The festival is adjacent to the home of Bill Monroe, who is said to be the "Father of Modern Bluegrass." I have always loved bluegrass and wish I had a picture of my paternal grandpa playing his banjo on his porch swing. I remember a few evenings where a couple of his friends came down to that porch with their instruments and they "made music," and occasionally my quiet grandpa would get up and do a sort of shuffling jig. So I do feel a connection to bluegrass, even though I play no instruments. My husband is a guitarist, bass player and drummer from wa-a-ay back and he has come to enjoy bluegrass along with me.
Anyway, I think I will just post a few pictures here of the trip and show the knitting projects that I finished. Enjoy the ride.
|Look at all those old(er) people at|
my class reunion.
|The view from very near my parents' home|
in eastern Tennessee
|The lake we walk around when visiting them.|
|When you park at the foot of the hill at the bluegrass|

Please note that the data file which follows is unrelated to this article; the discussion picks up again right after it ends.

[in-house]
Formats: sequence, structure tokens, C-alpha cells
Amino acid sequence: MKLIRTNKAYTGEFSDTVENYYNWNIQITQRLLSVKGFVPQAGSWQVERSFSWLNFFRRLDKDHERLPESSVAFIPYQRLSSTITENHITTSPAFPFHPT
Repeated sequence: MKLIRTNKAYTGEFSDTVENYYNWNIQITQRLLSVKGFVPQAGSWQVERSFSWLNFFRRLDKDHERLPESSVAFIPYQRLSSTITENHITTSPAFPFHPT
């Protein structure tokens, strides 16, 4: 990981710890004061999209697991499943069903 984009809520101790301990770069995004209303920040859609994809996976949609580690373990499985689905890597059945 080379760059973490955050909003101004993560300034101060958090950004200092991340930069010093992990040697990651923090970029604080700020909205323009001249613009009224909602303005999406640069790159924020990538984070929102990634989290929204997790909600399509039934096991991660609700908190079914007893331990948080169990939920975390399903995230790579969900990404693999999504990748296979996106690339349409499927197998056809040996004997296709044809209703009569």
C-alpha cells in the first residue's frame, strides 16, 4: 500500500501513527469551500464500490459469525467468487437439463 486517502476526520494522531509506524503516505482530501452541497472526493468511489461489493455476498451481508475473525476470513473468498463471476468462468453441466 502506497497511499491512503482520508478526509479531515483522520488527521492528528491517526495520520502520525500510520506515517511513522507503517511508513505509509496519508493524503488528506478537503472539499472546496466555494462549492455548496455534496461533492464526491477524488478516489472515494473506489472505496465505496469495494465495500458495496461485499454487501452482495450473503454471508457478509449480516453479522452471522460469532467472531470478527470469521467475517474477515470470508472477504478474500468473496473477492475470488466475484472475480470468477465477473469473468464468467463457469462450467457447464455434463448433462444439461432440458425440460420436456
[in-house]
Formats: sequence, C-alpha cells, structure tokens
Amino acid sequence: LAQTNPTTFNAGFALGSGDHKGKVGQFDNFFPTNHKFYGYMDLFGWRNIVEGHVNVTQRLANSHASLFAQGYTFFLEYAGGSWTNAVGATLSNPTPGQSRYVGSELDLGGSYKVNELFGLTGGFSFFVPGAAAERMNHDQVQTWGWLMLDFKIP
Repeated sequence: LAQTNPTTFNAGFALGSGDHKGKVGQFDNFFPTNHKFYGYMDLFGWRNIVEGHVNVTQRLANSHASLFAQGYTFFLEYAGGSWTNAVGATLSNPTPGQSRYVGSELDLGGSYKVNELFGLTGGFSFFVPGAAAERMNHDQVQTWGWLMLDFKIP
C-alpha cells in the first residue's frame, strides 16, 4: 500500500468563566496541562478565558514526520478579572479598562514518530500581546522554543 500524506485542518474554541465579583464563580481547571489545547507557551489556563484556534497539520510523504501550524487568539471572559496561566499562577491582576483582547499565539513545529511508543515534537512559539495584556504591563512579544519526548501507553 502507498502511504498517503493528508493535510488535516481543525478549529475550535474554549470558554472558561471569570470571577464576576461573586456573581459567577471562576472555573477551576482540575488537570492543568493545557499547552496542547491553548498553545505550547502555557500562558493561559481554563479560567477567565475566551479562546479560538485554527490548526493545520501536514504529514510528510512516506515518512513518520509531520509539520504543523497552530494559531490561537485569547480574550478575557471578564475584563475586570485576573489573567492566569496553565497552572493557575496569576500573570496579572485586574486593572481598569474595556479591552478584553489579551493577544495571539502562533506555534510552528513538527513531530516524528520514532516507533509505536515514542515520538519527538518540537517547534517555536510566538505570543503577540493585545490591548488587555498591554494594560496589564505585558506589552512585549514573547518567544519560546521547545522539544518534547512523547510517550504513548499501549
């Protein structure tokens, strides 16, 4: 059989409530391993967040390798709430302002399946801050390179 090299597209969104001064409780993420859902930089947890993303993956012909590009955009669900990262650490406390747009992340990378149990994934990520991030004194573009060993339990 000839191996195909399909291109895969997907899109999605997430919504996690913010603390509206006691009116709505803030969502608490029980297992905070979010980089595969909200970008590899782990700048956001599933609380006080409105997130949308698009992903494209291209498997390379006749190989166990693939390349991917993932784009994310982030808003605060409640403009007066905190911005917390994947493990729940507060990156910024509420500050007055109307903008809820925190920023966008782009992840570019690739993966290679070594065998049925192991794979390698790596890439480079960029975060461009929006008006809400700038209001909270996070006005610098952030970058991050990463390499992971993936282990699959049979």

festival, you will find a variety of modes
of transportation up to the festival itself.
Here is a tractor pulling a large "cart."
|They also had an older school bus, labeled |
|They even had about 7 golf carts. And, let me tell you,|
those cart drivers tore around like mad-men.
|One of the many bands, Cumberland Highlanders.|
|Phillip Steinmetz and his Sunny Tennesseans|
|This is only a portion of the large crowd in attendance|
at the 5 day festival
|Ronnie Reno and the Reno Tradition|
|The first day I finished 4 knitting projects.|
|Then that night we had a good rain. Husband and I were cozy|
warm under his very large golfing umbrella, raincoats on our
legs and hats and gloves.
|The next day dawned clear and cold. I put the knitting|
away to focus on keeping warm.
|I finished these 2 fair isle hats for|
|The knitting on that |
green thing will be like this
when finished, featured here.
|And I finished this black|
dish cloth to match my kitchen, shown
We had a lot of fun on this trip and, as usual, were very glad to get back home.